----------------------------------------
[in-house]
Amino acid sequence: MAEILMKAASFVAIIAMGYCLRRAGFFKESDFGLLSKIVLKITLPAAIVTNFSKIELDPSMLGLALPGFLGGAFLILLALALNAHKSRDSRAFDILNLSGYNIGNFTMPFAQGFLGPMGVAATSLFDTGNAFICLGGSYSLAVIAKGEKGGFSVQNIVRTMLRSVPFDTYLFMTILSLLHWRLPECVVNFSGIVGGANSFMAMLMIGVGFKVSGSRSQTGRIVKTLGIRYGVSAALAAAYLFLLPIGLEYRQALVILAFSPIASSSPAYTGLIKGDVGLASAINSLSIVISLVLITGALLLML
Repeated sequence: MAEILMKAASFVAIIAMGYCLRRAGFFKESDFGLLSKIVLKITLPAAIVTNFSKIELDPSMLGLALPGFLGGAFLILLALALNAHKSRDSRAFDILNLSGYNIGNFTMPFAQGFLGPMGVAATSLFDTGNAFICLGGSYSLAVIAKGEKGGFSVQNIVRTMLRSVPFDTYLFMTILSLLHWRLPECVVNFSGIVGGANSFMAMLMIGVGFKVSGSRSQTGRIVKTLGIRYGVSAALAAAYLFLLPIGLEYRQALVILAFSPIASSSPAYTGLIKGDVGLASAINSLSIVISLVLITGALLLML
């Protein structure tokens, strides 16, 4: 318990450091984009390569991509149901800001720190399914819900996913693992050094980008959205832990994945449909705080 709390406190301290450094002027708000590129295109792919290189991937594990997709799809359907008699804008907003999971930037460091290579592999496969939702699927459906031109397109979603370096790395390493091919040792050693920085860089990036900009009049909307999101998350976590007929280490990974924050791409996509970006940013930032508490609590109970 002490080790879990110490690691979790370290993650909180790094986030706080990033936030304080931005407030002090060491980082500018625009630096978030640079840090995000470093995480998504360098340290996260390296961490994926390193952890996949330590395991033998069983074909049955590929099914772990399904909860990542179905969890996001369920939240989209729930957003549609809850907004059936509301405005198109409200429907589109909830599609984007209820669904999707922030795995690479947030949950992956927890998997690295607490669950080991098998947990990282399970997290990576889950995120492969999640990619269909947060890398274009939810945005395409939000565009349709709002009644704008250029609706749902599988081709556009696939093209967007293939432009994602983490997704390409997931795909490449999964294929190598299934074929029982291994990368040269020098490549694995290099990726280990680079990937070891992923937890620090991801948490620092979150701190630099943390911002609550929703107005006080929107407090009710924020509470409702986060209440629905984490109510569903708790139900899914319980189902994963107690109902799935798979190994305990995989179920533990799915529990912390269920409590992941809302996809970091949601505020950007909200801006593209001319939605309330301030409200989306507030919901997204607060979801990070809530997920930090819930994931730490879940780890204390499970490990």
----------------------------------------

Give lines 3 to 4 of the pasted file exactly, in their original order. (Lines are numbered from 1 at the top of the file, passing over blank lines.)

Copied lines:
Repeated sequence: MAEILMKAASFVAIIAMGYCLRRAGFFKESDFGLLSKIVLKITLPAAIVTNFSKIELDPSMLGLALPGFLGGAFLILLALALNAHKSRDSRAFDILNLSGYNIGNFTMPFAQGFLGPMGVAATSLFDTGNAFICLGGSYSLAVIAKGEKGGFSVQNIVRTMLRSVPFDTYLFMTILSLLHWRLPECVVNFSGIVGGANSFMAMLMIGVGFKVSGSRSQTGRIVKTLGIRYGVSAALAAAYLFLLPIGLEYRQALVILAFSPIASSSPAYTGLIKGDVGLASAINSLSIVISLVLITGALLLML
């Protein structure tokens, strides 16, 4: 318990450091984009390569991509149901800001720190399914819900996913693992050094980008959205832990994945449909705080 709390406190301290450094002027708000590129295109792919290189991937594990997709799809359907008699804008907003999971930037460091290579592999496969939702699927459906031109397109979603370096790395390493091919040792050693920085860089990036900009009049909307999101998350976590007929280490990974924050791409996509970006940013930032508490609590109970 002490080790879990110490690691979790370290993650909180790094986030706080990033936030304080931005407030002090060491980082500018625009630096978030640079840090995000470093995480998504360098340290996260390296961490994926390193952890996949330590395991033998069983074909049955590929099914772990399904909860990542179905969890996001369920939240989209729930957003549609809850907004059936509301405005198109409200429907589109909830599609984007209820669904999707922030795995690479947030949950992956927890998997690295607490669950080991098998947990990282399970997290990576889950995120492969999640990619269909947060890398274009939810945005395409939000565009349709709002009644704008250029609706749902599988081709556009696939093209967007293939432009994602983490997704390409997931795909490449999964294929190598299934074929029982291994990368040269020098490549694995290099990726280990680079990937070891992923937890620090991801948490620092979150701190630099943390911002609550929703107005006080929107407090009710924020509470409702986060209440629905984490109510569903708790139900899914319980189902994963107690109902799935798979190994305990995989179920533990799915529990912390269920409590992941809302996809970091949601505020950007909200801006593209001319939605309330301030409200989306507030919901997204607060979801990070809530997920930090819930994931730490879940780890204390499970490990």